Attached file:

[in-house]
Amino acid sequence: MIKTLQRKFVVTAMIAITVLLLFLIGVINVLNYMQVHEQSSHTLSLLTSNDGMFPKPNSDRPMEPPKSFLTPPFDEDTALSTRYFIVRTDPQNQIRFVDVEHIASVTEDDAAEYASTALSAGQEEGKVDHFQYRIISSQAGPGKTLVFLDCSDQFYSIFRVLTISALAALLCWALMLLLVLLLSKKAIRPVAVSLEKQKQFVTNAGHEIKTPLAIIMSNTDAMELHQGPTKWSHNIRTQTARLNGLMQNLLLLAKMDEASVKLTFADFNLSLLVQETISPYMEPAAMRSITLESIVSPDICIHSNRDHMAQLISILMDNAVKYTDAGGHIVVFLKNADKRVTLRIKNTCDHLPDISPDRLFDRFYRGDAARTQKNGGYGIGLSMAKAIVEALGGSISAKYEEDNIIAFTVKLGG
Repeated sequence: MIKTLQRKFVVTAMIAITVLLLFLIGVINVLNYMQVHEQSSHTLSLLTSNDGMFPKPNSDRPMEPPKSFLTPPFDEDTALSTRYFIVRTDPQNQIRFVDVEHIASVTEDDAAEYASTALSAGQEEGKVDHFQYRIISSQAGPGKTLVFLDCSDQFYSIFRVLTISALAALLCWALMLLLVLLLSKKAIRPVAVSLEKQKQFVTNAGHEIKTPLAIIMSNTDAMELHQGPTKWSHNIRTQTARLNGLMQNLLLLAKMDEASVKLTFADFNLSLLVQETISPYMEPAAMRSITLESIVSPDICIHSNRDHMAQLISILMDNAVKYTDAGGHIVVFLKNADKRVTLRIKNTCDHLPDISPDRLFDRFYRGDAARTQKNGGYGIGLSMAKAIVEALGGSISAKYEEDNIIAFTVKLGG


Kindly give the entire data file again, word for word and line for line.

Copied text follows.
[in-house]
Amino acid sequence: MIKTLQRKFVVTAMIAITVLLLFLIGVINVLNYMQVHEQSSHTLSLLTSNDGMFPKPNSDRPMEPPKSFLTPPFDEDTALSTRYFIVRTDPQNQIRFVDVEHIASVTEDDAAEYASTALSAGQEEGKVDHFQYRIISSQAGPGKTLVFLDCSDQFYSIFRVLTISALAALLCWALMLLLVLLLSKKAIRPVAVSLEKQKQFVTNAGHEIKTPLAIIMSNTDAMELHQGPTKWSHNIRTQTARLNGLMQNLLLLAKMDEASVKLTFADFNLSLLVQETISPYMEPAAMRSITLESIVSPDICIHSNRDHMAQLISILMDNAVKYTDAGGHIVVFLKNADKRVTLRIKNTCDHLPDISPDRLFDRFYRGDAARTQKNGGYGIGLSMAKAIVEALGGSISAKYEEDNIIAFTVKLGG
Repeated sequence: MIKTLQRKFVVTAMIAITVLLLFLIGVINVLNYMQVHEQSSHTLSLLTSNDGMFPKPNSDRPMEPPKSFLTPPFDEDTALSTRYFIVRTDPQNQIRFVDVEHIASVTEDDAAEYASTALSAGQEEGKVDHFQYRIISSQAGPGKTLVFLDCSDQFYSIFRVLTISALAALLCWALMLLLVLLLSKKAIRPVAVSLEKQKQFVTNAGHEIKTPLAIIMSNTDAMELHQGPTKWSHNIRTQTARLNGLMQNLLLLAKMDEASVKLTFADFNLSLLVQETISPYMEPAAMRSITLESIVSPDICIHSNRDHMAQLISILMDNAVKYTDAGGHIVVFLKNADKRVTLRIKNTCDHLPDISPDRLFDRFYRGDAARTQKNGGYGIGLSMAKAIVEALGGSISAKYEEDNIIAFTVKLGG